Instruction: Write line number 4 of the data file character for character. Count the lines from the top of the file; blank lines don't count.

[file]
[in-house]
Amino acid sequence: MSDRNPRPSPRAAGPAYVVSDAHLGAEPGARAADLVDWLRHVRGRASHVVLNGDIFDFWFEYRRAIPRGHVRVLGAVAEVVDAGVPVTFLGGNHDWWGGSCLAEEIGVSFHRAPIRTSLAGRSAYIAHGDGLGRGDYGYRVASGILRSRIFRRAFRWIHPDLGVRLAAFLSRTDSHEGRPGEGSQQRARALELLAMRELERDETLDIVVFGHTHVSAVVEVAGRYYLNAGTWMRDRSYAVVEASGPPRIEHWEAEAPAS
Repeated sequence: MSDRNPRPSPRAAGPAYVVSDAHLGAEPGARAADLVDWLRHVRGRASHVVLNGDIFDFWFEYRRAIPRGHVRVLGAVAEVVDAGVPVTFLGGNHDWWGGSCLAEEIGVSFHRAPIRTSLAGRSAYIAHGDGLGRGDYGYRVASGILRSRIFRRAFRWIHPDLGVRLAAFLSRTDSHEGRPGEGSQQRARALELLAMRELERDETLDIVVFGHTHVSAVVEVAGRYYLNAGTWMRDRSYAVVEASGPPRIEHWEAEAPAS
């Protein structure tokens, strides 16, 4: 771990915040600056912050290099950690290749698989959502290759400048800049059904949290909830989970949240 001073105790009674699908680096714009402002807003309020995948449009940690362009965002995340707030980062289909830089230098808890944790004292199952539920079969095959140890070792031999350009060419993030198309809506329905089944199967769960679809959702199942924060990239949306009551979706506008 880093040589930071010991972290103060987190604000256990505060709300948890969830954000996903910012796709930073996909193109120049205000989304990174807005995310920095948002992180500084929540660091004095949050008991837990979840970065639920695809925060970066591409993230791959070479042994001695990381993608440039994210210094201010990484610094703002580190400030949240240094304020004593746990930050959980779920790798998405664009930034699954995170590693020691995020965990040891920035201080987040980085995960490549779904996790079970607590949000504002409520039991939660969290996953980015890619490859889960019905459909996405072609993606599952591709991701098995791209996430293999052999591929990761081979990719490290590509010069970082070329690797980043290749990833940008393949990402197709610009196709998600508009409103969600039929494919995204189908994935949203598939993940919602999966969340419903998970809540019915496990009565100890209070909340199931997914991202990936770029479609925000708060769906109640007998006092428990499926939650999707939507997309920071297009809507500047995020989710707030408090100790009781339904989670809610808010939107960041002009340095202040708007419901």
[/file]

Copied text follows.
């Protein structure tokens, strides 16, 4: 771990915040600056912050290099950690290749698989959502290759400048800049059904949290909830989970949240 001073105790009674699908680096714009402002807003309020995948449009940690362009965002995340707030980062289909830089230098808890944790004292199952539920079969095959140890070792031999350009060419993030198309809506329905089944199967769960679809959702199942924060990239949306009551979706506008 880093040589930071010991972290103060987190604000256990505060709300948890969830954000996903910012796709930073996909193109120049205000989304990174807005995310920095948002992180500084929540660091004095949050008991837990979840970065639920695809925060970066591409993230791959070479042994001695990381993608440039994210210094201010990484610094703002580190400030949240240094304020004593746990930050959980779920790798998405664009930034699954995170590693020691995020965990040891920035201080987040980085995960490549779904996790079970607590949000504002409520039991939660969290996953980015890619490859889960019905459909996405072609993606599952591709991701098995791209996430293999052999591929990761081979990719490290590509010069970082070329690797980043290749990833940008393949990402197709610009196709998600508009409103969600039929494919995204189908994935949203598939993940919602999966969340419903998970809540019915496990009565100890209070909340199931997914991202990936770029479609925000708060769906109640007998006092428990499926939650999707939507997309920071297009809507500047995020989710707030408090100790009781339904989670809610808010939107960041002009340095202040708007419901």